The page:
Many people often complain that the biggest waste of their time at work is spent attending office meetings.  We’ve all been there: working against a project deadline, talking a client through a crucial moment of a sale, or just waste deep in the minutia of daily responsibilities when you realize you have an office meeting scheduled in 10 minutes.   Whether you are leading your company’s next business meeting or simply participating as an attendee, the regularly scheduled office meeting can seem like a hindrance to your productivity rather than a help.  It doesn’t have to be that way.  In fact, armed with the right tools, you can make them worth the time and energy they require.

Before you even begin meeting planning, ask yourself if it is truly essential. Don’t meet just to meet. Does everyone in the office need to attend or can you accomplish your goal through an inter-office email?  Consider the cost to the company of calling this meeting.  Using a tool like, you can easily calculate the real cost of the meeting to help determine if it is absolutely necessary.  You may decide that your objective can be achieved without calling the meeting or by having an online meeting. However, if you decide that a physical meeting is necessary, the following tips can assist you in conducting a more effective one. 


Start and end meetings on time

Make sure that everyone knows what time the meeting will begin and just as importantly when it is scheduled to end. Then stick to the schedule. Start on time – Don’t wait for latecomers. You should also refrain from bringing those who arrive late up to speed on what was discussed prior to their arrival as this wastes time and penalizes those who were on time.  This is just good office management.  If you are tempted to think that a few extra minutes wasted in a meeting don’t really add up to much, you can see the actual cost per minute of the meeting using  Remember that effective meetings start and end on time.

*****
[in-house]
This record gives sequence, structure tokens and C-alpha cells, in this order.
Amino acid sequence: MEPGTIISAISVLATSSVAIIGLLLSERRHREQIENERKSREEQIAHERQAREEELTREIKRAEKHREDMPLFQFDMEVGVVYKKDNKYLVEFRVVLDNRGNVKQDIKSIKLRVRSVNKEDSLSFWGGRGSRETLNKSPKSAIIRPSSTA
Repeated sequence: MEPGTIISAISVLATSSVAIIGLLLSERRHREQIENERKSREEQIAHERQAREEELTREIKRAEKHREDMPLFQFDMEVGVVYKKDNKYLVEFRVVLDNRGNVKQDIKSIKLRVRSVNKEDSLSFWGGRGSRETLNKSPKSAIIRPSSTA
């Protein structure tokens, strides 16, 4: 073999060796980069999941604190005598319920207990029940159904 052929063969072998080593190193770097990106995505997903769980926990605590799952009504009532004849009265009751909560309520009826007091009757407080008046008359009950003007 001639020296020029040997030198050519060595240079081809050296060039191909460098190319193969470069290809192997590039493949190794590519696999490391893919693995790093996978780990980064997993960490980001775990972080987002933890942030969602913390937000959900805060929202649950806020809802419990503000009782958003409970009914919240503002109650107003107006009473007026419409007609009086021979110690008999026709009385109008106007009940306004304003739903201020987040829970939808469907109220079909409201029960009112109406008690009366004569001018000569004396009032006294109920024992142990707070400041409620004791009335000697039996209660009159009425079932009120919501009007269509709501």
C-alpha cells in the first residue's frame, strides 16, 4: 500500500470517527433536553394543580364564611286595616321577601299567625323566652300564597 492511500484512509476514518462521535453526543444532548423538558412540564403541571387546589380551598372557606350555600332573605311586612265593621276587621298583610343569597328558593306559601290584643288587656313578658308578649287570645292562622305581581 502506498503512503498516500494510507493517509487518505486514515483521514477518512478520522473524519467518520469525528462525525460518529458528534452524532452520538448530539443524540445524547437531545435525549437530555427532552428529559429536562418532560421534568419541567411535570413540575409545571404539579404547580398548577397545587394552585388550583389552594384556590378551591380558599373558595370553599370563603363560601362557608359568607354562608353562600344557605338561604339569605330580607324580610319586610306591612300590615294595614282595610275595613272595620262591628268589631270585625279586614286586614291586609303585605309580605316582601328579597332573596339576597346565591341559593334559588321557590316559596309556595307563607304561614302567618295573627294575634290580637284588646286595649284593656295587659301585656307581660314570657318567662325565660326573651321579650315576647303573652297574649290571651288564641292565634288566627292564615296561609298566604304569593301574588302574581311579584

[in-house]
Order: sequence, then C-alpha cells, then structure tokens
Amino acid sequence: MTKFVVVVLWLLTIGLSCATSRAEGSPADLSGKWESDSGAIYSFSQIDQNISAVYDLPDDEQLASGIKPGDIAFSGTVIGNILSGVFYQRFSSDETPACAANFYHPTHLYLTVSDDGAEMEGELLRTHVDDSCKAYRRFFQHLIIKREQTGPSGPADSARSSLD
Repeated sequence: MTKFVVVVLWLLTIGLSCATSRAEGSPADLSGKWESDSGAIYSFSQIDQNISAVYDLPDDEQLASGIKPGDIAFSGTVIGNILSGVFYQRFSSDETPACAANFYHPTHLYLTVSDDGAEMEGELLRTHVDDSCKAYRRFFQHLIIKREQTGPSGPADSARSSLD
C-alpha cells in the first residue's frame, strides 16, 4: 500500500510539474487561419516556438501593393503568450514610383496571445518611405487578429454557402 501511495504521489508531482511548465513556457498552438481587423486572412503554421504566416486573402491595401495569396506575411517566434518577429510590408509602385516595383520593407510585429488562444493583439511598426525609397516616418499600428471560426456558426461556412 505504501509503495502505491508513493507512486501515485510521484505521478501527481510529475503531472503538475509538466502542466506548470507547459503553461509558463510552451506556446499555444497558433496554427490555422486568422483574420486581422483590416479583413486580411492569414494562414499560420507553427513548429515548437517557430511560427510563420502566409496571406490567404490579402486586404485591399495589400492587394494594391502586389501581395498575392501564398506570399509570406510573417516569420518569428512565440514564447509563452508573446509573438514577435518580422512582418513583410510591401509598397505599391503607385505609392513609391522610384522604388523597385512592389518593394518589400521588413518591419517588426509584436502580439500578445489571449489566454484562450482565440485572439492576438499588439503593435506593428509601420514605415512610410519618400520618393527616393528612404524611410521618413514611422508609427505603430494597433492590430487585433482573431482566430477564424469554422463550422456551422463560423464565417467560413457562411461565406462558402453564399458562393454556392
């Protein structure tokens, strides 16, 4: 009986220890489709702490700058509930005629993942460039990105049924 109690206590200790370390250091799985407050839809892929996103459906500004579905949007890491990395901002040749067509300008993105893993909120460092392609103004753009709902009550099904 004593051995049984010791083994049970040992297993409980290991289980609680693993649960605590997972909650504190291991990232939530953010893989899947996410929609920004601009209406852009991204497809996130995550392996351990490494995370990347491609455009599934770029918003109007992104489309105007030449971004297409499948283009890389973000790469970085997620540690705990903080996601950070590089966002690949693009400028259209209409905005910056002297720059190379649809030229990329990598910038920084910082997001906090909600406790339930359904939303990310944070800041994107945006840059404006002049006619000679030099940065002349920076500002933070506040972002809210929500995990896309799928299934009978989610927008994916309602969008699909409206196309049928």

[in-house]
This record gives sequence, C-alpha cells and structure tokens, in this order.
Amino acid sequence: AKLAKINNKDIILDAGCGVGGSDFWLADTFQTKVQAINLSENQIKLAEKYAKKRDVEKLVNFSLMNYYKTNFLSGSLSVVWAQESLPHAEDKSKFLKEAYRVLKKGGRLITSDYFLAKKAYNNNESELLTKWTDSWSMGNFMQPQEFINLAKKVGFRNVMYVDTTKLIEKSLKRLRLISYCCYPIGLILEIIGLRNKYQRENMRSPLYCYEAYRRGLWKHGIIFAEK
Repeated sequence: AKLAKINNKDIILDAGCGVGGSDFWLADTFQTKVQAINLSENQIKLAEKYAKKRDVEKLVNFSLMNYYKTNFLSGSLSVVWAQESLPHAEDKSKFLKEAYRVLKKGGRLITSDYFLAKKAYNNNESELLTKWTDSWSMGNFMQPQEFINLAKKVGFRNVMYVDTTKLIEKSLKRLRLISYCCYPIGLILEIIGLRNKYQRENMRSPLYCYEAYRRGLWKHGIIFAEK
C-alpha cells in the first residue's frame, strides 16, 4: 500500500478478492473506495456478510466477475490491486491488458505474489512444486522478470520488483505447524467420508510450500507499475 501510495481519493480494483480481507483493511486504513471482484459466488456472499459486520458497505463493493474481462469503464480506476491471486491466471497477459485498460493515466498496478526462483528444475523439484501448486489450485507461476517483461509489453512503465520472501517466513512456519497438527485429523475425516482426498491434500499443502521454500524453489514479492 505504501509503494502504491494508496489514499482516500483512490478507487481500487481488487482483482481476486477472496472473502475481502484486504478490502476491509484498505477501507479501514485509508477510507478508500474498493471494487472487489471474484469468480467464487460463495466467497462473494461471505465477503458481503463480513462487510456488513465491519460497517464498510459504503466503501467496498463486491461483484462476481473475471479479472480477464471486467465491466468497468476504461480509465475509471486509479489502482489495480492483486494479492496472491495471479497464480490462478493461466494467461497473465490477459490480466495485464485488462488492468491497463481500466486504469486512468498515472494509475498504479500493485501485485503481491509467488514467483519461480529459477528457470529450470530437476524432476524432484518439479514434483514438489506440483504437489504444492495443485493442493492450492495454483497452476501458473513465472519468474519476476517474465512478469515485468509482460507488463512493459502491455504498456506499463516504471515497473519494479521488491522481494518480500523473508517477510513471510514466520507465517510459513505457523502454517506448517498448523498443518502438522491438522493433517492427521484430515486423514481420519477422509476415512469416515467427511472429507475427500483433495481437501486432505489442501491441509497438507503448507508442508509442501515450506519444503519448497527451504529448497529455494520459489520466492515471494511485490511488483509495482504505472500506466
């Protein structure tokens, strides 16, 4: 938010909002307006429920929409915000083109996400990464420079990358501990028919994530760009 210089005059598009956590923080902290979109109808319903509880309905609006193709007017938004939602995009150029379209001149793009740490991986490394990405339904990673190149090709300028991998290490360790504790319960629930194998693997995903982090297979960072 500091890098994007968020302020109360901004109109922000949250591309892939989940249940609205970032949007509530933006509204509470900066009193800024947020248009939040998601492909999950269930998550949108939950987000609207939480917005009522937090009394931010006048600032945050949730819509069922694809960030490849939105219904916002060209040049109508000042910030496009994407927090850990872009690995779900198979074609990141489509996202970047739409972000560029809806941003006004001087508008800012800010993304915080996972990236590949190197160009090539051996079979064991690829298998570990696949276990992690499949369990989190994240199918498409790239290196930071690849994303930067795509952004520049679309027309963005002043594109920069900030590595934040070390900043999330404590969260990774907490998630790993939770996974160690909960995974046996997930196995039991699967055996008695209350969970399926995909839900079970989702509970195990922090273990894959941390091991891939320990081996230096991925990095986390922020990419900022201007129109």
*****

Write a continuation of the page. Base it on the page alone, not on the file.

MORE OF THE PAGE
Invite the right people

Make certain that list of attendees are people who have something to contribute or otherwise absolutely need to be involved in the meeting.  Likewise, don’t be tempted to invite people just because they are at a certain level in the company. One of the rules of leadership is to never waste anyone’s time, and busy people appreciate your respect of their time.  

Create an agenda and distribute it before the meeting

Creating an agenda and delivering it to the participants in advance will give them the opportunity to prepare their input for the meeting. Always state the objective of the meeting at its start to help keep everyone focused on achieving that goal.  Make sure that the objective is measurable, something that you can work toward during the meeting.

Summarize and stop on time

If you have discussed all the items on the agenda before the allotted time, by all means stop the meeting.  You can use to determine how much money you will be saving by ending the meeting early.  Don’t be tempted to begin a discussion about something else; save new topics for your next meeting.  Make sure to summarize and record action items from the meeting and assign responsible parties for each item when appropriate.  If you follow these suggestions, you will be able to facilitate effective business meetings with productive outcomes.

Anna Mueller has many years of experience in Organizational Development and is considered an expert in the use of business technology in improving corporate change.
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